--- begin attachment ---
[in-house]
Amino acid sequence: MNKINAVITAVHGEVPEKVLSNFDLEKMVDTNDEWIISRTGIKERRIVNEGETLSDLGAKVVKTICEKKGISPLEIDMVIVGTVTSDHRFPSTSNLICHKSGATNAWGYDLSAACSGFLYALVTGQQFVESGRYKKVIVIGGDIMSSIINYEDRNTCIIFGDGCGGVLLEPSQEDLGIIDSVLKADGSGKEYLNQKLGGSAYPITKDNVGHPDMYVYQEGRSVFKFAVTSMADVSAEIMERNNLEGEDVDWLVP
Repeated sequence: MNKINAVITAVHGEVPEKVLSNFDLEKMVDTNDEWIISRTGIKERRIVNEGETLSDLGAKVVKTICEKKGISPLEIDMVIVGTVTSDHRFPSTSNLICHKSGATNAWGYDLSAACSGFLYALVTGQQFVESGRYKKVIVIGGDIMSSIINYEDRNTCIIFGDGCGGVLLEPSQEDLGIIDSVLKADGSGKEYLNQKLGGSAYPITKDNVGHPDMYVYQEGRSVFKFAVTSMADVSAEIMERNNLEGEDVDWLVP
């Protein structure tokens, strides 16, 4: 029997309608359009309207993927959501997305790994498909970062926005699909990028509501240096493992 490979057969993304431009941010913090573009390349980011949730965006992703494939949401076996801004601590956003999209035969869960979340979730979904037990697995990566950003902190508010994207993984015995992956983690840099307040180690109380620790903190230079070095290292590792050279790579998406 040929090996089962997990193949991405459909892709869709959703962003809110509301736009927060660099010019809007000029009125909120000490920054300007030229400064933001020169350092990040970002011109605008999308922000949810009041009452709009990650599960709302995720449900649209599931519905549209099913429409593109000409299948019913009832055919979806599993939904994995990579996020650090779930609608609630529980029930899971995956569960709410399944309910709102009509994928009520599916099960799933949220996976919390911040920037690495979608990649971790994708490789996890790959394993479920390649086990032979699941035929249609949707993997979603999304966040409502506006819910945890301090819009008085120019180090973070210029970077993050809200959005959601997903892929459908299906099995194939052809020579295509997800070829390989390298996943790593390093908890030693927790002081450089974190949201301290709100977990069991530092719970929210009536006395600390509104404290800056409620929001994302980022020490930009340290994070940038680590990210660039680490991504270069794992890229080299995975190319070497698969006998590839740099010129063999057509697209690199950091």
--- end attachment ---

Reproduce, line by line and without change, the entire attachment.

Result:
[in-house]
Amino acid sequence: MNKINAVITAVHGEVPEKVLSNFDLEKMVDTNDEWIISRTGIKERRIVNEGETLSDLGAKVVKTICEKKGISPLEIDMVIVGTVTSDHRFPSTSNLICHKSGATNAWGYDLSAACSGFLYALVTGQQFVESGRYKKVIVIGGDIMSSIINYEDRNTCIIFGDGCGGVLLEPSQEDLGIIDSVLKADGSGKEYLNQKLGGSAYPITKDNVGHPDMYVYQEGRSVFKFAVTSMADVSAEIMERNNLEGEDVDWLVP
Repeated sequence: MNKINAVITAVHGEVPEKVLSNFDLEKMVDTNDEWIISRTGIKERRIVNEGETLSDLGAKVVKTICEKKGISPLEIDMVIVGTVTSDHRFPSTSNLICHKSGATNAWGYDLSAACSGFLYALVTGQQFVESGRYKKVIVIGGDIMSSIINYEDRNTCIIFGDGCGGVLLEPSQEDLGIIDSVLKADGSGKEYLNQKLGGSAYPITKDNVGHPDMYVYQEGRSVFKFAVTSMADVSAEIMERNNLEGEDVDWLVP
């Protein structure tokens, strides 16, 4: 029997309608359009309207993927959501997305790994498909970062926005699909990028509501240096493992 490979057969993304431009941010913090573009390349980011949730965006992703494939949401076996801004601590956003999209035969869960979340979730979904037990697995990566950003902190508010994207993984015995992956983690840099307040180690109380620790903190230079070095290292590792050279790579998406 040929090996089962997990193949991405459909892709869709959703962003809110509301736009927060660099010019809007000029009125909120000490920054300007030229400064933001020169350092990040970002011109605008999308922000949810009041009452709009990650599960709302995720449900649209599931519905549209099913429409593109000409299948019913009832055919979806599993939904994995990579996020650090779930609608609630529980029930899971995956569960709410399944309910709102009509994928009520599916099960799933949220996976919390911040920037690495979608990649971790994708490789996890790959394993479920390649086990032979699941035929249609949707993997979603999304966040409502506006819910945890301090819009008085120019180090973070210029970077993050809200959005959601997903892929459908299906099995194939052809020579295509997800070829390989390298996943790593390093908890030693927790002081450089974190949201301290709100977990069991530092719970929210009536006395600390509104404290800056409620929001994302980022020490930009340290994070940038680590990210660039680490991504270069794992890229080299995975190319070497698969006998590839740099010129063999057509697209690199950091």